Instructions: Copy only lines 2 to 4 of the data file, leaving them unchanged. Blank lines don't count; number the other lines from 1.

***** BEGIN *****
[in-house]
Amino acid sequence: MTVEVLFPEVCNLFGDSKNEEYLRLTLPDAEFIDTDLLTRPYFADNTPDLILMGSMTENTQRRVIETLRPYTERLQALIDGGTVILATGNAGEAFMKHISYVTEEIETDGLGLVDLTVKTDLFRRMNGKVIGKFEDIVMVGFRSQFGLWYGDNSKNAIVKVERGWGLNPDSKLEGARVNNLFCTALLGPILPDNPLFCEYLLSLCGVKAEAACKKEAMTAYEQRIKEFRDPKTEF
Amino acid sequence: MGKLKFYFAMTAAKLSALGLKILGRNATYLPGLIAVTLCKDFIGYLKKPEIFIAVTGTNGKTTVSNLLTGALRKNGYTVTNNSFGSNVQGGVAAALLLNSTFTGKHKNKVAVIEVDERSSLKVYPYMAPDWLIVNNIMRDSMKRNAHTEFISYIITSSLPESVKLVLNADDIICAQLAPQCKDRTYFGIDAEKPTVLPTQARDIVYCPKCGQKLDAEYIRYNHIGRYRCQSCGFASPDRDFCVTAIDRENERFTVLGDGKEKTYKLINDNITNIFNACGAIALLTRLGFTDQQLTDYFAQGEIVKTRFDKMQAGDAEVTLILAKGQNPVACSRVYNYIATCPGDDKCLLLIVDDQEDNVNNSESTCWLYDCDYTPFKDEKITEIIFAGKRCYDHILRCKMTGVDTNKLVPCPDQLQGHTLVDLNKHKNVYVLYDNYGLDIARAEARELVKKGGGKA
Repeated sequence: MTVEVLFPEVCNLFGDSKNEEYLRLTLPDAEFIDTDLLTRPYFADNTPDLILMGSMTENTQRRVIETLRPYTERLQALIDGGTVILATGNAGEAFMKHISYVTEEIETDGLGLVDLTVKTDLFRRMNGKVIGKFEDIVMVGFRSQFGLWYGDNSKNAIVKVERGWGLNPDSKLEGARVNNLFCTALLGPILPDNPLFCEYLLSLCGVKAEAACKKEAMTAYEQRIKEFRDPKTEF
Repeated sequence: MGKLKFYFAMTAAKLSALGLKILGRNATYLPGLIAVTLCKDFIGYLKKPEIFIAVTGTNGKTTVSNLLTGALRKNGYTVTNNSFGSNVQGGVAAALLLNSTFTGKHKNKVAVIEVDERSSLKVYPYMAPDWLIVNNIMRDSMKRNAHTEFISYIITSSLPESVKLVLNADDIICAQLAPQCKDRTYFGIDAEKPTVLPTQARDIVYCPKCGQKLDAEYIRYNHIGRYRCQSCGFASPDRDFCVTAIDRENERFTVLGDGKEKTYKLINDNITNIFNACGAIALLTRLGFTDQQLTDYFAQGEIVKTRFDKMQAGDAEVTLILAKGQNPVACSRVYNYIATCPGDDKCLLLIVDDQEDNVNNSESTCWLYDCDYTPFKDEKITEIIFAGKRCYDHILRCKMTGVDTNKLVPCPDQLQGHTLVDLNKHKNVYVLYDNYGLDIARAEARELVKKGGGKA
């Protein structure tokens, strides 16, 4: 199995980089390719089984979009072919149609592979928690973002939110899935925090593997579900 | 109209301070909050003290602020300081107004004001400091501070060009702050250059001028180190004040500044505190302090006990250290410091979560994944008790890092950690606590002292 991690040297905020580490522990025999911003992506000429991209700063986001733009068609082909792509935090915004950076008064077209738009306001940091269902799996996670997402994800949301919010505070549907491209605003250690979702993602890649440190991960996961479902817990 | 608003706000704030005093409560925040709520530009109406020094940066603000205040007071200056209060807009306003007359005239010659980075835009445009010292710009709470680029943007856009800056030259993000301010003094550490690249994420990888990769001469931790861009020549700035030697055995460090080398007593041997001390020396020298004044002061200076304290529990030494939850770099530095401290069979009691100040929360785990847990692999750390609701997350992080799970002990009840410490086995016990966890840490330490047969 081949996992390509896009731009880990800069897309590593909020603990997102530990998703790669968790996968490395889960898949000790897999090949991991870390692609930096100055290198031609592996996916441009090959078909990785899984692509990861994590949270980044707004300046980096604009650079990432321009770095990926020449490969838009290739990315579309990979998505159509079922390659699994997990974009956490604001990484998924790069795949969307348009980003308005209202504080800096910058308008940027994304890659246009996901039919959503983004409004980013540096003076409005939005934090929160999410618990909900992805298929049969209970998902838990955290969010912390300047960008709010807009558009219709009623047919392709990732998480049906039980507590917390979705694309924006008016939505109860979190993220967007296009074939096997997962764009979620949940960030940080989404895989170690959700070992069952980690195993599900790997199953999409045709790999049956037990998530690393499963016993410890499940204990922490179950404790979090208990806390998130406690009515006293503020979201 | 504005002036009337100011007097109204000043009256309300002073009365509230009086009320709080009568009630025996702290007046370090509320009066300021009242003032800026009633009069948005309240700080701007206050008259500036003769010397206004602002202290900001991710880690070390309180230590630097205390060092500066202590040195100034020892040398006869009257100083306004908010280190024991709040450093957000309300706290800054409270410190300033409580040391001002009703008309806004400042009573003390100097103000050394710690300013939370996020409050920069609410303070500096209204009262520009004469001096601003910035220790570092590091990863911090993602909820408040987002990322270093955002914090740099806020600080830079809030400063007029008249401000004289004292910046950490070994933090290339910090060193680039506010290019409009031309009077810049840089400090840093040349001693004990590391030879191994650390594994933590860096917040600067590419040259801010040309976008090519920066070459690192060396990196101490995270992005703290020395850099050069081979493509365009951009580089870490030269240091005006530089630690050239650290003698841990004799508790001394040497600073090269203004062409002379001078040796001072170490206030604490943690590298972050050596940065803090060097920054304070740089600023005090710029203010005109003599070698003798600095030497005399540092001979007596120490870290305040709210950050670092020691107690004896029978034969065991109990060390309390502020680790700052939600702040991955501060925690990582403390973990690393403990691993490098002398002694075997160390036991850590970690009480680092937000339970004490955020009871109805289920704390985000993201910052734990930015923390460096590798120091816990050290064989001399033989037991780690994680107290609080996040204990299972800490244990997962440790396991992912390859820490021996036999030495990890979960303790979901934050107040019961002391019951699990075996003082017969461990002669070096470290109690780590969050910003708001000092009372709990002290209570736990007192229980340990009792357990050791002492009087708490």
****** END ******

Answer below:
Amino acid sequence: MTVEVLFPEVCNLFGDSKNEEYLRLTLPDAEFIDTDLLTRPYFADNTPDLILMGSMTENTQRRVIETLRPYTERLQALIDGGTVILATGNAGEAFMKHISYVTEEIETDGLGLVDLTVKTDLFRRMNGKVIGKFEDIVMVGFRSQFGLWYGDNSKNAIVKVERGWGLNPDSKLEGARVNNLFCTALLGPILPDNPLFCEYLLSLCGVKAEAACKKEAMTAYEQRIKEFRDPKTEF
Amino acid sequence: MGKLKFYFAMTAAKLSALGLKILGRNATYLPGLIAVTLCKDFIGYLKKPEIFIAVTGTNGKTTVSNLLTGALRKNGYTVTNNSFGSNVQGGVAAALLLNSTFTGKHKNKVAVIEVDERSSLKVYPYMAPDWLIVNNIMRDSMKRNAHTEFISYIITSSLPESVKLVLNADDIICAQLAPQCKDRTYFGIDAEKPTVLPTQARDIVYCPKCGQKLDAEYIRYNHIGRYRCQSCGFASPDRDFCVTAIDRENERFTVLGDGKEKTYKLINDNITNIFNACGAIALLTRLGFTDQQLTDYFAQGEIVKTRFDKMQAGDAEVTLILAKGQNPVACSRVYNYIATCPGDDKCLLLIVDDQEDNVNNSESTCWLYDCDYTPFKDEKITEIIFAGKRCYDHILRCKMTGVDTNKLVPCPDQLQGHTLVDLNKHKNVYVLYDNYGLDIARAEARELVKKGGGKA
Repeated sequence: MTVEVLFPEVCNLFGDSKNEEYLRLTLPDAEFIDTDLLTRPYFADNTPDLILMGSMTENTQRRVIETLRPYTERLQALIDGGTVILATGNAGEAFMKHISYVTEEIETDGLGLVDLTVKTDLFRRMNGKVIGKFEDIVMVGFRSQFGLWYGDNSKNAIVKVERGWGLNPDSKLEGARVNNLFCTALLGPILPDNPLFCEYLLSLCGVKAEAACKKEAMTAYEQRIKEFRDPKTEF